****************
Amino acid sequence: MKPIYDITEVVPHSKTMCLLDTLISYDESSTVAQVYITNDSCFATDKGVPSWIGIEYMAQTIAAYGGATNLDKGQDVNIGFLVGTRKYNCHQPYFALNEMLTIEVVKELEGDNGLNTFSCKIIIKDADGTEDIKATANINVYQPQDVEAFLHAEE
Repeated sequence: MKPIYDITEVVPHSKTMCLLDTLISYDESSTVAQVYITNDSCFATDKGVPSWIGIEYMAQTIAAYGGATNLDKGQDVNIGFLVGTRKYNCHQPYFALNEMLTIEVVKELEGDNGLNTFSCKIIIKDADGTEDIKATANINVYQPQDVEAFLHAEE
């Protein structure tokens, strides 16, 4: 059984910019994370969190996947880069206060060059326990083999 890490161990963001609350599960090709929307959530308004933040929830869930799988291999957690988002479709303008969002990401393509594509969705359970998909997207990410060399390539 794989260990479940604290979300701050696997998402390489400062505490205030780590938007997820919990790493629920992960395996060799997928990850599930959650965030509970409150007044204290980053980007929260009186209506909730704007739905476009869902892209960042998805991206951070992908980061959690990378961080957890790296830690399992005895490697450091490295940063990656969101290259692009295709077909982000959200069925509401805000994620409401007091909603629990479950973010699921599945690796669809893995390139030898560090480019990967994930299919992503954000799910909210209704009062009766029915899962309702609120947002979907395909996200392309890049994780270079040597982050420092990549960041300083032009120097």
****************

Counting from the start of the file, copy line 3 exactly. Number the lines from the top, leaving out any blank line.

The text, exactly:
């Protein structure tokens, strides 16, 4: 059984910019994370969190996947880069206060060059326990083999 890490161990963001609350599960090709929307959530308004933040929830869930799988291999957690988002479709303008969002990401393509594509969705359970998909997207990410060399390539 794989260990479940604290979300701050696997998402390489400062505490205030780590938007997820919990790493629920992960395996060799997928990850599930959650965030509970409150007044204290980053980007929260009186209506909730704007739905476009869902892209960042998805991206951070992908980061959690990378961080957890790296830690399992005895490697450091490295940063990656969101290259692009295709077909982000959200069925509401805000994620409401007091909603629990479950973010699921599945690796669809893995390139030898560090480019990967994930299919992503954000799910909210209704009062009766029915899962309702609120947002979907395909996200392309890049994780270079040597982050420092990549960041300083032009120097």